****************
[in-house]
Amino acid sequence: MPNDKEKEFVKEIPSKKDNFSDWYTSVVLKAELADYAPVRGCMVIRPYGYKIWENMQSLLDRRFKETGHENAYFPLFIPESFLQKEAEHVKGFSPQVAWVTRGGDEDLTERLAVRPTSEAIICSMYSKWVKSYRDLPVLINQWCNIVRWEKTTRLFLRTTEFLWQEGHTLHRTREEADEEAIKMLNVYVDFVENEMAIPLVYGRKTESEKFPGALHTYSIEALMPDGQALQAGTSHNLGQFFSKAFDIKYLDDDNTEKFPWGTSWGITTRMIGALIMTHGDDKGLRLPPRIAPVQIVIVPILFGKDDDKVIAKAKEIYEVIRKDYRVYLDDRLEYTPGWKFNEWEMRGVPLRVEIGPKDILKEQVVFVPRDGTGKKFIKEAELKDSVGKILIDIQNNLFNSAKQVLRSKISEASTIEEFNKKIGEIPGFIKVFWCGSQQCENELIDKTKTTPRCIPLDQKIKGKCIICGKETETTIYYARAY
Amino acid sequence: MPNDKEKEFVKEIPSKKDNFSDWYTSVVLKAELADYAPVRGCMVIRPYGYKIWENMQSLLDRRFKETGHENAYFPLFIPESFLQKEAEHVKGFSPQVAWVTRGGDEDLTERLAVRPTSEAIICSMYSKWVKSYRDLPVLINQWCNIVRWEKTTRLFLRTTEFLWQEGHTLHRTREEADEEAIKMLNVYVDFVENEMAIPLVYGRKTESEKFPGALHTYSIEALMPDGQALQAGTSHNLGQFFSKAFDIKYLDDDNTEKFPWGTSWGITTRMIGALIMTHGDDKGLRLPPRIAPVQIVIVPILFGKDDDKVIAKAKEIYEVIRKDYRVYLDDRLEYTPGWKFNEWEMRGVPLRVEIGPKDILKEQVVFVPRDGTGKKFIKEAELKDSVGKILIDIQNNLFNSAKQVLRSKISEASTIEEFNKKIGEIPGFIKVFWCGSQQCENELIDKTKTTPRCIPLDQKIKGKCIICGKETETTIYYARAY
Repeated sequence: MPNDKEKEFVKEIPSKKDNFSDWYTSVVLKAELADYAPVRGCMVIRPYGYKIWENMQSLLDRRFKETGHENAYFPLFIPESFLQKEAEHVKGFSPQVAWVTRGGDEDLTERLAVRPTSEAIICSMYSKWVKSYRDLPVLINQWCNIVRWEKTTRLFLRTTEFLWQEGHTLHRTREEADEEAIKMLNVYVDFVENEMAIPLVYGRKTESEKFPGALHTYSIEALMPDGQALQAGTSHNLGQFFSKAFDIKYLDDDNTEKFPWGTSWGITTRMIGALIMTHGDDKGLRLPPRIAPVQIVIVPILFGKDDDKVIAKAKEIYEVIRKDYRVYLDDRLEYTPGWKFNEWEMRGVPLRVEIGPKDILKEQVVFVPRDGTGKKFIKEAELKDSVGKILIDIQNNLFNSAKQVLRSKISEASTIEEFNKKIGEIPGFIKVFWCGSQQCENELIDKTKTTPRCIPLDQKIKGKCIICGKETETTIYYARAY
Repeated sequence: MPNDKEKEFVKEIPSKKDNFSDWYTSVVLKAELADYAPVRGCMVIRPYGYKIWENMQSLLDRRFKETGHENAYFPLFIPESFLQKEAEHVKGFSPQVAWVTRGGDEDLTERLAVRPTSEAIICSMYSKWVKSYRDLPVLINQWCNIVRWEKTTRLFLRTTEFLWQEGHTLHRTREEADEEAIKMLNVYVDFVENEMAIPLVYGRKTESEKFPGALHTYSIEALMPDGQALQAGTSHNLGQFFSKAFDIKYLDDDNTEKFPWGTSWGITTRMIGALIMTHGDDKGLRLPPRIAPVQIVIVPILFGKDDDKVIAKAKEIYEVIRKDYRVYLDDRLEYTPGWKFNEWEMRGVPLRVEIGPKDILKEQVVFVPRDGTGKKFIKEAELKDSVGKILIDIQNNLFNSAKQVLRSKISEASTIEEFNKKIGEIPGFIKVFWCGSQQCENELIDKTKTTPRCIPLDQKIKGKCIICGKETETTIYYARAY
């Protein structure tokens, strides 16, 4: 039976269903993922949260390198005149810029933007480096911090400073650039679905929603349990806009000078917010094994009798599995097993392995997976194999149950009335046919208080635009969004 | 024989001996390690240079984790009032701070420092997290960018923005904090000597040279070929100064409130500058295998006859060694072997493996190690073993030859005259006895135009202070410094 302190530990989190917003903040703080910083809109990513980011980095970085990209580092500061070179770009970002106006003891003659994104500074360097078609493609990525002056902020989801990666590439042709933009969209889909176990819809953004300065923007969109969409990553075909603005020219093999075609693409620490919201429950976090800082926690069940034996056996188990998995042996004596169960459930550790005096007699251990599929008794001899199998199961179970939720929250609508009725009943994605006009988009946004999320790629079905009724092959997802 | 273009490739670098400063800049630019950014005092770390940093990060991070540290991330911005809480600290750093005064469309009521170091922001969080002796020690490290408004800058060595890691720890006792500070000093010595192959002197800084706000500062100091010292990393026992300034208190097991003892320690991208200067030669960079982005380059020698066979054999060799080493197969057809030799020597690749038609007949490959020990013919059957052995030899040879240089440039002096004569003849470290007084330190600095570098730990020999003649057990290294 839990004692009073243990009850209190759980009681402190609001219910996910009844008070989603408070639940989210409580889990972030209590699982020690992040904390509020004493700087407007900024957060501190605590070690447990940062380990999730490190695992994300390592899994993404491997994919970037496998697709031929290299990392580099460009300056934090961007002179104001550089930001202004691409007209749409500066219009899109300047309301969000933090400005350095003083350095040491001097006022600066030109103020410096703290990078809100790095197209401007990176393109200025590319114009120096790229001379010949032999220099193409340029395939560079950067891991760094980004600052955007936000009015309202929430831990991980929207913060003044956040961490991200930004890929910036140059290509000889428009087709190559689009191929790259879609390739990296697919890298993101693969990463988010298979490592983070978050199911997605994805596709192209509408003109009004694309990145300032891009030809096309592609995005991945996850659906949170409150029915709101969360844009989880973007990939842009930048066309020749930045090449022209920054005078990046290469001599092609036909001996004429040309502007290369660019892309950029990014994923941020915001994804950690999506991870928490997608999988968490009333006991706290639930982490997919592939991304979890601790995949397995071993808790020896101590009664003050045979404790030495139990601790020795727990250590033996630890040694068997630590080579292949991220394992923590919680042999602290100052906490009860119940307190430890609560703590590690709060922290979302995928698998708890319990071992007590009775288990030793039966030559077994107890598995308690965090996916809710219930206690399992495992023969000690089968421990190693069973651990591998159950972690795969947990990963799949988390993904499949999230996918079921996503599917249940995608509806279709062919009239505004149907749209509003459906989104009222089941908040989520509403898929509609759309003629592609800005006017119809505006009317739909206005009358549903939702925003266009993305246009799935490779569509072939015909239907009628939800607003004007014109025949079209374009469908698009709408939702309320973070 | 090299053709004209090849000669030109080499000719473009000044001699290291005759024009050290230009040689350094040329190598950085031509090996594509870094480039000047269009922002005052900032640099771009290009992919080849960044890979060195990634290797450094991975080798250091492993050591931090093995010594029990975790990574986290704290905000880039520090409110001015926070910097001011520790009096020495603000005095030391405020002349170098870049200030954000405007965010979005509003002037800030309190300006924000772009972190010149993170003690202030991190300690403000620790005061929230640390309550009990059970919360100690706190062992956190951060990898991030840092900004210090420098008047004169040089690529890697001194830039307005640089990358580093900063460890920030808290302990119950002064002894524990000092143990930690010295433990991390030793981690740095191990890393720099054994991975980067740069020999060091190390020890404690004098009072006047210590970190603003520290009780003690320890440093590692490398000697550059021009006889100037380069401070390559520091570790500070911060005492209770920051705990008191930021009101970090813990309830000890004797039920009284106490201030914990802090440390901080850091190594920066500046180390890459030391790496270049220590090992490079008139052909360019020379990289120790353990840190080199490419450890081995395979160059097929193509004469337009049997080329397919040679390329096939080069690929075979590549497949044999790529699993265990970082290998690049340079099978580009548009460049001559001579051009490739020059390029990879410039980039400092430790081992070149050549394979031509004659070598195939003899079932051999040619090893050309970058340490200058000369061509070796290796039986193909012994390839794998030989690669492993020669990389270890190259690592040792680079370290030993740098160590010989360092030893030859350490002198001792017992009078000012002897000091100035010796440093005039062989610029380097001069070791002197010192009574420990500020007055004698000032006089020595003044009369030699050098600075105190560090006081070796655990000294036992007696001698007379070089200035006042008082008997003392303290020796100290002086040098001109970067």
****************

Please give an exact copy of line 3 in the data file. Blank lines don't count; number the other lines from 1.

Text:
Amino acid sequence: MPNDKEKEFVKEIPSKKDNFSDWYTSVVLKAELADYAPVRGCMVIRPYGYKIWENMQSLLDRRFKETGHENAYFPLFIPESFLQKEAEHVKGFSPQVAWVTRGGDEDLTERLAVRPTSEAIICSMYSKWVKSYRDLPVLINQWCNIVRWEKTTRLFLRTTEFLWQEGHTLHRTREEADEEAIKMLNVYVDFVENEMAIPLVYGRKTESEKFPGALHTYSIEALMPDGQALQAGTSHNLGQFFSKAFDIKYLDDDNTEKFPWGTSWGITTRMIGALIMTHGDDKGLRLPPRIAPVQIVIVPILFGKDDDKVIAKAKEIYEVIRKDYRVYLDDRLEYTPGWKFNEWEMRGVPLRVEIGPKDILKEQVVFVPRDGTGKKFIKEAELKDSVGKILIDIQNNLFNSAKQVLRSKISEASTIEEFNKKIGEIPGFIKVFWCGSQQCENELIDKTKTTPRCIPLDQKIKGKCIICGKETETTIYYARAY